I checked with and found the flush mounting kits, however the postage is $6.99--more than 2 flush mounts! Check around with your local stores, such as Ace Hardware, if your Lowe's or Home Depot don't have them. They usually carry such items. Since these are also used for mounting cabinets, you may also wish to check with any store that sells cabinets.

the instructions provided here are great, thank you! But before I get started I have two questions: 1. does anyone have any tips on how to make the fabric along corners tidy and flat? I've done this sort of project in the past and found that the corners can bunch up a bit when you go to staple the fabric on the back. Also, I am planning on tufting, should I make the fabric a little loose on the board so that it can accommodate the pull of the buttons? cheers!

I have also been wondering if when tufting if you will need to allow for the pull of the buttons or if there is a rule of thumb as to how many inches between each button. I would also like suggestions on keeping the fabric neat and flat when doing the corners and curves of a more custom shape of headboard like pictured above.

I have been wanting to update my 4 year old daughter's bed room without spending a massive amount of money. I went to my local thrift store and picked up a twin size head and footboard set with the frame (only $10.00) Then since I just happen to work at a Joann fabric's store I picked up a 1" foam peice($6.00 on sale) 4 yards of 1/2 thick batting($3.30) and the cuteist 4 yards of home dec. fabric($9.78 on sale), picked up a can of light lavender paint at Home Depot($5.00)and POOF!! A totally new look for her room all for only $34.08! This of coarse doesn't include bedding but I was almost going to spend $300 on just a bed so this is a really great way to strech your dollar and give you a great feeling of I did that!!!

Hi, not sure what they're called, exactly, but I'd like to know if anyone has made upholstered headboard using those decorative nail heads as a border? Saw this done on one headboard and just loved it, but using these will be an issue with the fabric as there is not a "do-over" once the hole is made. I have my headboard frame made and ready to go... Thanks, Lisa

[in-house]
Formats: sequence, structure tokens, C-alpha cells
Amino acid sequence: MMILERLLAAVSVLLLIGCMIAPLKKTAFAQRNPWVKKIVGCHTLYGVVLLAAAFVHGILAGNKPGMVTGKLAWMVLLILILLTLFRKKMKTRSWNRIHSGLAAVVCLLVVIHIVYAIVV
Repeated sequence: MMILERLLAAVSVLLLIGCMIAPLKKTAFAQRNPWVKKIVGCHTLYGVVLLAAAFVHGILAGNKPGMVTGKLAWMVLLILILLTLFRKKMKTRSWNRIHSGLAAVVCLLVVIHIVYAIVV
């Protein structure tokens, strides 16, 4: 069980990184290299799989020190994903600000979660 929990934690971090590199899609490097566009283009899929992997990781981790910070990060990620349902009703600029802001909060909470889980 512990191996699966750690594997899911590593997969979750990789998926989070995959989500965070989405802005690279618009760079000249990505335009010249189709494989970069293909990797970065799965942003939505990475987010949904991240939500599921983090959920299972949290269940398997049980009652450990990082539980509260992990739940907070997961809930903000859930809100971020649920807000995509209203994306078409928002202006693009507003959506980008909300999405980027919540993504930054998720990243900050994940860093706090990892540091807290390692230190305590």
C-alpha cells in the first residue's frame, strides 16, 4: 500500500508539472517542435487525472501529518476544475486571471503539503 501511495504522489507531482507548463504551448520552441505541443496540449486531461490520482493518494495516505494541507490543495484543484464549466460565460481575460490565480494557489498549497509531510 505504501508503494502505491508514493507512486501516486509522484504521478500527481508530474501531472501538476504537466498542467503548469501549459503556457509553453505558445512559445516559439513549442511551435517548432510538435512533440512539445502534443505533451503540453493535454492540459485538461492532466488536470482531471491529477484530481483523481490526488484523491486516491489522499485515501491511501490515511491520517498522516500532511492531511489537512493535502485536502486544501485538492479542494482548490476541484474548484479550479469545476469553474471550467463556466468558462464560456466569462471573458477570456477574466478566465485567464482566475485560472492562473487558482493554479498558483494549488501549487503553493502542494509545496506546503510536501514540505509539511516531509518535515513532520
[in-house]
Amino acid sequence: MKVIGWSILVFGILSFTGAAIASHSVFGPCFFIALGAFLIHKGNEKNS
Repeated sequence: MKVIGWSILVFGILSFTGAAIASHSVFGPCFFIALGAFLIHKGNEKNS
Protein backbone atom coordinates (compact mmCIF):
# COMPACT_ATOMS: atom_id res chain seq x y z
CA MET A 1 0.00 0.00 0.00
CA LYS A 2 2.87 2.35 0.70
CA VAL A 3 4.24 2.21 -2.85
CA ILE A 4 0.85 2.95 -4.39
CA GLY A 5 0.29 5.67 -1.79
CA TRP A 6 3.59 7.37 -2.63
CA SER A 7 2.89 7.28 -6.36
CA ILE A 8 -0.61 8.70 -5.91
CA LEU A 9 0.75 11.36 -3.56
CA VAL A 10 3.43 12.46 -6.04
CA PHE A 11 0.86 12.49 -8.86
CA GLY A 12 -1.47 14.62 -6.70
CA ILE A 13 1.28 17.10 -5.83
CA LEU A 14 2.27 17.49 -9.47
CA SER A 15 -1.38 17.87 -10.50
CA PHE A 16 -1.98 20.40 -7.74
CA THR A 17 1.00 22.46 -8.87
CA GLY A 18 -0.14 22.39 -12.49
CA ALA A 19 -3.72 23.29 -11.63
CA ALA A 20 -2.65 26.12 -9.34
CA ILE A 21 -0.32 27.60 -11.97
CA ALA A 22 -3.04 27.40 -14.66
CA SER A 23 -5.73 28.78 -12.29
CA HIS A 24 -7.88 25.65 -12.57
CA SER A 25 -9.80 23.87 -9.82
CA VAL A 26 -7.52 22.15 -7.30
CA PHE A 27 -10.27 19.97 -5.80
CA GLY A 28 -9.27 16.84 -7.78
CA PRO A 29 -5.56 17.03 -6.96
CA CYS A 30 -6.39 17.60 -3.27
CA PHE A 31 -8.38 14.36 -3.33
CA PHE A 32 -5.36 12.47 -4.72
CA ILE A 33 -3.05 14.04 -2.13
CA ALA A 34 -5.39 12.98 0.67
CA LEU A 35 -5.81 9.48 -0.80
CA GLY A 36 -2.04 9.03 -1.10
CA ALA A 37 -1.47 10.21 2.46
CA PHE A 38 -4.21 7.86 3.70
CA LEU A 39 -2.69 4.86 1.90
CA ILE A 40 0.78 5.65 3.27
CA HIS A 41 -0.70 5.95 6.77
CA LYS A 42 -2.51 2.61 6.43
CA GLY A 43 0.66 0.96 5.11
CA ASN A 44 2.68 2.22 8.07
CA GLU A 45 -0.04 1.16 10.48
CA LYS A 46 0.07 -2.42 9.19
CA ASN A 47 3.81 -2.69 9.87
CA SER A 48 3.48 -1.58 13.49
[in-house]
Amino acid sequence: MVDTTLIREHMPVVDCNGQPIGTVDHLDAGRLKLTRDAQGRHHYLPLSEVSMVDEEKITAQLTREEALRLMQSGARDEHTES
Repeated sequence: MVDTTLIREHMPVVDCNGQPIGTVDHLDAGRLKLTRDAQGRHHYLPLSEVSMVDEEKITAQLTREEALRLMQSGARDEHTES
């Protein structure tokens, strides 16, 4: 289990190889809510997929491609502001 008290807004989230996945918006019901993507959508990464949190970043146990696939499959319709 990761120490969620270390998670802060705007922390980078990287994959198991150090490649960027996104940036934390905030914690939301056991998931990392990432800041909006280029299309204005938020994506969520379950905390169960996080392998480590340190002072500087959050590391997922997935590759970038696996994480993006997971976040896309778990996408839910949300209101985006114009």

I am not sure how the "real" nailheads would work, but if you want them for the look only, they sell a "stick on" version. I have seen them on several pieces, and I couldn't tell that they weren't the real thing. The only down side is that I don't know how tacky they are, and how they will hold up if there is a lot of rubbing or friction placed on them. I have seen them at Michaels, as well as some fabric/decorating stores. Hope this helps!

I would like to make an upholstered footboard as well. It needs fabric on both sides. How do i do that? Where do I put the staples? Any clues? Thanks.

I would recommend making a large "pillowcase" type covering with the opening on the bottom. You can then slip the cover over the padded footboard and staple underneath the frame where no one will see it.

I too want an upholsterd foot board.....any plans on this site

I am planning on trying to make a padded headboard for my own queen size bed. My main concern is how do i determine the size of the wood that i will need. I am really excited about doing this project I just want it to come out without any problems.

Hi, I am wondering where you buy the foam? I went to Joann's and couldn't get it there. They only had the 2" thick in 24"x74" I believe. My twin headboard measurements are 40"x51". Do I piece the foam together, or is there somewhere I can buy it big enough? I really want to get this done without screwing it up! Thanks!

I had to buy 2 pieces of 24" X 74" foam and I just cut them and pieced them together. This might be what you need to do also. It worked out great and you can't even tell that 2 pieces of foam were used! :) Good Luck Tara!

The foam At Joann's will work fine you just butt two pieces up up against each other and cover it with batting. I promise it will come out smooth. Another alternative are those memory foam mattress toppers, they come in twin, full, queen, king, and Cal king and in 2" and 4" thicknesses. You can also order custom sizes off of the internet. Hope this helps.

I found the foam at Joanns to be very expensive. I went to Walmart and got two of the foam mattress toppers, like the egg crate one with the "zones", and put them face to face so that the peaks were interlocking, and used that as my foam. It was much, much cheaper and there was no piecing it together. My headboard for a queen bed was, I believe, 65 inches, so I think I either used two twin or two queen toppers.